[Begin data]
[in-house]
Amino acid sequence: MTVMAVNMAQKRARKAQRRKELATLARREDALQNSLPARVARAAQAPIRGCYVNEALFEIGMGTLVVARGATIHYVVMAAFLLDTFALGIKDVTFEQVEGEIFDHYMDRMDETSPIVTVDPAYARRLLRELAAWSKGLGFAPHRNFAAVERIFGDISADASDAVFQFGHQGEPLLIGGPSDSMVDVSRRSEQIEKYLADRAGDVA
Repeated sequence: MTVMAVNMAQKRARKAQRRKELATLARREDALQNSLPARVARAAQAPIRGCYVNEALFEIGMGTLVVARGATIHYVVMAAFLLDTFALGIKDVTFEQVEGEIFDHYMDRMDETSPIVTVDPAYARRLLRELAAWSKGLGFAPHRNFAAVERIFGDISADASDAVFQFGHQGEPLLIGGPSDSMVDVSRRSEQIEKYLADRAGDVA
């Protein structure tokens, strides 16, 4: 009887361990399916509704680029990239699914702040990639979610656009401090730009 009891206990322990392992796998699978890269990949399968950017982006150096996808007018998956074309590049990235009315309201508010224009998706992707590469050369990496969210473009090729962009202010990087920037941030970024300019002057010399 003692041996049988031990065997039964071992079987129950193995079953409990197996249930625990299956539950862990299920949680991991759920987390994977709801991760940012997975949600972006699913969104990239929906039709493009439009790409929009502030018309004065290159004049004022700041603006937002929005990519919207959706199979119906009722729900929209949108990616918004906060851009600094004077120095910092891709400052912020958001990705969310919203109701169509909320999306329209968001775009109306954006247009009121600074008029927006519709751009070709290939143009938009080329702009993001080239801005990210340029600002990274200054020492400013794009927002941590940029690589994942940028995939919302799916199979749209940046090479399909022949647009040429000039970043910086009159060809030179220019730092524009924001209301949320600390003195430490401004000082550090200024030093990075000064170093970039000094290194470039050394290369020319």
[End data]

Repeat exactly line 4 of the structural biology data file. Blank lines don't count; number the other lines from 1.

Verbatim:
């Protein structure tokens, strides 16, 4: 009887361990399916509704680029990239699914702040990639979610656009401090730009 009891206990322990392992796998699978890269990949399968950017982006150096996808007018998956074309590049990235009315309201508010224009998706992707590469050369990496969210473009090729962009202010990087920037941030970024300019002057010399 003692041996049988031990065997039964071992079987129950193995079953409990197996249930625990299956539950862990299920949680991991759920987390994977709801991760940012997975949600972006699913969104990239929906039709493009439009790409929009502030018309004065290159004049004022700041603006937002929005990519919207959706199979119906009722729900929209949108990616918004906060851009600094004077120095910092891709400052912020958001990705969310919203109701169509909320999306329209968001775009109306954006247009009121600074008029927006519709751009070709290939143009938009080329702009993001080239801005990210340029600002990274200054020492400013794009927002941590940029690589994942940028995939919302799916199979749209940046090479399909022949647009040429000039970043910086009159060809030179220019730092524009924001209301949320600390003195430490401004000082550090200024030093990075000064170093970039000094290194470039050394290369020319």